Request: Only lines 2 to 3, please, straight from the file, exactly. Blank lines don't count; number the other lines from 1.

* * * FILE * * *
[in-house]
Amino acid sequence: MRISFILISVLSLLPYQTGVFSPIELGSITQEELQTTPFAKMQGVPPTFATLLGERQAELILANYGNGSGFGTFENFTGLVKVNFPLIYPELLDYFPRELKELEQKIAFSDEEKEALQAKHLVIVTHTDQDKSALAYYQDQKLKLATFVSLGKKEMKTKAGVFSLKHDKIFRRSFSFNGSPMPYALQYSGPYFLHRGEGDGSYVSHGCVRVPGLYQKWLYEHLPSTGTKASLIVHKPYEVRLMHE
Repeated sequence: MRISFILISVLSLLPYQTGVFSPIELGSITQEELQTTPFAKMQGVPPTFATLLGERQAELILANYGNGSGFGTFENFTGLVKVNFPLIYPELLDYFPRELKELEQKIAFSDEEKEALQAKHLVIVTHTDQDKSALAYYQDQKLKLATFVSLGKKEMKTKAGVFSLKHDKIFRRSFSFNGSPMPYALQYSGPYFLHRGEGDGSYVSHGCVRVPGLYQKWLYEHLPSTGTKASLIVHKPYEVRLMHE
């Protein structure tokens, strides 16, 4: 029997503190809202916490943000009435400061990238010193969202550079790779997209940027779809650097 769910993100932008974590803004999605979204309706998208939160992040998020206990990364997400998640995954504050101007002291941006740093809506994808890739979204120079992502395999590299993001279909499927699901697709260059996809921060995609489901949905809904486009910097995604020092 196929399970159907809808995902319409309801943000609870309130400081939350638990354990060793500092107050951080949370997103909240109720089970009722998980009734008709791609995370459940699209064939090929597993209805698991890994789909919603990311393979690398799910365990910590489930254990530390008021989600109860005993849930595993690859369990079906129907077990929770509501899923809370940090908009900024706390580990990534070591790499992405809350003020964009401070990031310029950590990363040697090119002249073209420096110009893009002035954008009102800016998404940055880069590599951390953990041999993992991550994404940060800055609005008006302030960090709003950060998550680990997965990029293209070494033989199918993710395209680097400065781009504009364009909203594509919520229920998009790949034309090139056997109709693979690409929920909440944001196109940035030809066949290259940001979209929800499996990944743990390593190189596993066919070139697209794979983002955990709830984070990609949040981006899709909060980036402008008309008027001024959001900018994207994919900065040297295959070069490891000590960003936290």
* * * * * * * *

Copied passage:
Amino acid sequence: MRISFILISVLSLLPYQTGVFSPIELGSITQEELQTTPFAKMQGVPPTFATLLGERQAELILANYGNGSGFGTFENFTGLVKVNFPLIYPELLDYFPRELKELEQKIAFSDEEKEALQAKHLVIVTHTDQDKSALAYYQDQKLKLATFVSLGKKEMKTKAGVFSLKHDKIFRRSFSFNGSPMPYALQYSGPYFLHRGEGDGSYVSHGCVRVPGLYQKWLYEHLPSTGTKASLIVHKPYEVRLMHE
Repeated sequence: MRISFILISVLSLLPYQTGVFSPIELGSITQEELQTTPFAKMQGVPPTFATLLGERQAELILANYGNGSGFGTFENFTGLVKVNFPLIYPELLDYFPRELKELEQKIAFSDEEKEALQAKHLVIVTHTDQDKSALAYYQDQKLKLATFVSLGKKEMKTKAGVFSLKHDKIFRRSFSFNGSPMPYALQYSGPYFLHRGEGDGSYVSHGCVRVPGLYQKWLYEHLPSTGTKASLIVHKPYEVRLMHE